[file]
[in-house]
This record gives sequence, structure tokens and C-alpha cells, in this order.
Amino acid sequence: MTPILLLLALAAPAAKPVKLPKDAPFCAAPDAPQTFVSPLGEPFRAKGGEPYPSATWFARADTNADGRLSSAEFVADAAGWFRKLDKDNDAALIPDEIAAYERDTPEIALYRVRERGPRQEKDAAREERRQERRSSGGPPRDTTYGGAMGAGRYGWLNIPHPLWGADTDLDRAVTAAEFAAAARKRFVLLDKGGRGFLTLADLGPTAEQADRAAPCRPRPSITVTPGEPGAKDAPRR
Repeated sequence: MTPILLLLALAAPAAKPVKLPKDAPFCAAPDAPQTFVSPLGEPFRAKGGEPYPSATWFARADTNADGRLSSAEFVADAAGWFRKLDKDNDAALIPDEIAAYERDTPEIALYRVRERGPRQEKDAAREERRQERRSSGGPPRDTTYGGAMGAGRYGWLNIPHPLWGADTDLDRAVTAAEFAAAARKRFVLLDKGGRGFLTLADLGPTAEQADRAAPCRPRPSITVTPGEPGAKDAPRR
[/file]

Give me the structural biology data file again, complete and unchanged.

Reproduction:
[in-house]
This record gives sequence, structure tokens and C-alpha cells, in this order.
Amino acid sequence: MTPILLLLALAAPAAKPVKLPKDAPFCAAPDAPQTFVSPLGEPFRAKGGEPYPSATWFARADTNADGRLSSAEFVADAAGWFRKLDKDNDAALIPDEIAAYERDTPEIALYRVRERGPRQEKDAAREERRQERRSSGGPPRDTTYGGAMGAGRYGWLNIPHPLWGADTDLDRAVTAAEFAAAARKRFVLLDKGGRGFLTLADLGPTAEQADRAAPCRPRPSITVTPGEPGAKDAPRR
Repeated sequence: MTPILLLLALAAPAAKPVKLPKDAPFCAAPDAPQTFVSPLGEPFRAKGGEPYPSATWFARADTNADGRLSSAEFVADAAGWFRKLDKDNDAALIPDEIAAYERDTPEIALYRVRERGPRQEKDAAREERRQERRSSGGPPRDTTYGGAMGAGRYGWLNIPHPLWGADTDLDRAVTAAEFAAAARKRFVLLDKGGRGFLTLADLGPTAEQADRAAPCRPRPSITVTPGEPGAKDAPRR